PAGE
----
I’m going to do a slightly different format since copying and pasting five different synopses might be cumbersome. Click the links above to view each book over at Goodreads.
I don’t read a lot of thrillers, even though it’s a genre I enjoy in other formats. Too often, book thrillers feel contrived, stereotypical, or too dated. It’s like a Michael Bay movie: entertaining and explosion-heavy, but no sustainable substance. I figured that the Vanessa Michael Munroe series would fall into that category – a summer action read that was heavy on things that go boom! and light on emotional resonance.
Lesson One: Don’t underestimate Vanessa Michael Munroe (or her creator, Taylor Stevens). Stevens creates a character that is distant and reserved but wholly present; someone who should be unlikable but is the protagonist you didn’t know you were rooting for.
Each book starts with a catalyst that didn’t pull me in – at first. With each chapter, more of the mystery unravels and I would find myself more eager to continue with VMM. Her adventures – and vendettas – are shared with the reader.
Lesson Two: This is a highly personal series. Stevens’ background contains similar elements to several of the characters/plots of her series. When she writes about religious communities (cult sounds like a strong word, but I don’t think it is) and breaking away from repressive relationships/families, it’s coming from a place of familiarity. Yet VMM doesn’t feel like a stand-in for the author. There’s a detached neutrality that ensures VMM isn’t Stevens in fictionalized format.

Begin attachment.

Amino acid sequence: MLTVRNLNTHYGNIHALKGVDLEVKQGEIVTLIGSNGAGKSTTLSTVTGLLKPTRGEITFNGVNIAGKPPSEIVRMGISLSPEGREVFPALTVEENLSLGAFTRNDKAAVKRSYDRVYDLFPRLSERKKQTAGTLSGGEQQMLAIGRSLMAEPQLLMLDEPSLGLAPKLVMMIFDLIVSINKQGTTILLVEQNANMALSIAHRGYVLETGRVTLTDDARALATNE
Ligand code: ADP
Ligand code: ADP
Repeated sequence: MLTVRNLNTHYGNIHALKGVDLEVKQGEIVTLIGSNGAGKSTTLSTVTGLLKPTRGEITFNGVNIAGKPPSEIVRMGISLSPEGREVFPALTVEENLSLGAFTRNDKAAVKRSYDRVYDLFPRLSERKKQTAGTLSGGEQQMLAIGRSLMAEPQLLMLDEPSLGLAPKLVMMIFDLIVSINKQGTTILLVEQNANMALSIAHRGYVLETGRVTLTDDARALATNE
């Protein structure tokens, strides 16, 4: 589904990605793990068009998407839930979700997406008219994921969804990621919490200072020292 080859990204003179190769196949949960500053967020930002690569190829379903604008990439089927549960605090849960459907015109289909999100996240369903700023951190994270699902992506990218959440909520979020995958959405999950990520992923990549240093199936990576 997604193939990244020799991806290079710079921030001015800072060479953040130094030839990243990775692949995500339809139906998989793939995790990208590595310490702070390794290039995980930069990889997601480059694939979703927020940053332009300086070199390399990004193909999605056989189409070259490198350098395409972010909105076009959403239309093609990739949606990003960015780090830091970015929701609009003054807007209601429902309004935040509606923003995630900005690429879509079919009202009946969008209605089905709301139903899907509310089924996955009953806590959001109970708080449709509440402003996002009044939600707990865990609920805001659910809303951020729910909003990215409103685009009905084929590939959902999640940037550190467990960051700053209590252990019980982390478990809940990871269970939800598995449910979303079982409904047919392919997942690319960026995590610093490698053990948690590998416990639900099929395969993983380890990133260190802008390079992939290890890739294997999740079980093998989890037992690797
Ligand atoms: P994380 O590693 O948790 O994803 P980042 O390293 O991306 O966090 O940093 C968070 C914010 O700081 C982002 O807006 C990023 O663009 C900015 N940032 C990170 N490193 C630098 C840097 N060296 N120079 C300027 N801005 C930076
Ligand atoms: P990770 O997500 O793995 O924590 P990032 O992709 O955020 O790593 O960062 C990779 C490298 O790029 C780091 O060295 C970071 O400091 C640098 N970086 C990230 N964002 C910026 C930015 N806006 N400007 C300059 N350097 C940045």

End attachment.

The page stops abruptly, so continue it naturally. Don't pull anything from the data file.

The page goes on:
Going along with the personal notion, I found the book plots to be more intimate. Sure, the decisions and actions may have long-reaching implications outside the immediate cast of characters, but this series is not about saving the world – or even <insert country of origin>, a la the Bond series or a Tom Clancy novel. It often boils down to saving one person’s life. For example, in The Catch, VMM makes the choice to save a captain’s life. That decision is the inciting event for the bulk of the novel’s action.
Lesson Three: Identity is temporary.
In the series, VMM is referred to as Munroe (narrator), Essa (other character), or Michael (other characters) – not including any aliases she takes on as result of her work. It’s a brilliant author choice; nicknames offer more clues into our characters, and what better way to reinforce the nationless status VMM often adopts?
Lesson Four: Something unexpected will happen. Stevens knows how to avoid settling into common territory. Her first three books start with VMM working to save a young girl or woman. This involves brilliant exchanges about gender, like this snippet:
But The Catch throws all the familiarity aside: no female MacGuffin catalyst. No sidekick/support stepping in early on – this is VMM at her best and worst. No client compelling her. No safety net. And while you trust VMM to make it out okay (with held breath and rapid-fire reading), you never realize how dangerous she really is until this point – because without a client, she can be the one calling the shots, and without a safety net, she doesn’t have another moral tether. The latest book is a jolt of energy, with gripping scenes layered with intense vulnerability I wasn’t anticipating.
If you’re in the market for a new series to add to your reading list, I highly recommend this one!
Disclaimer: I received this book from Blogging for Books for this review. I selected the book based on my own preference, and all opinions are my own.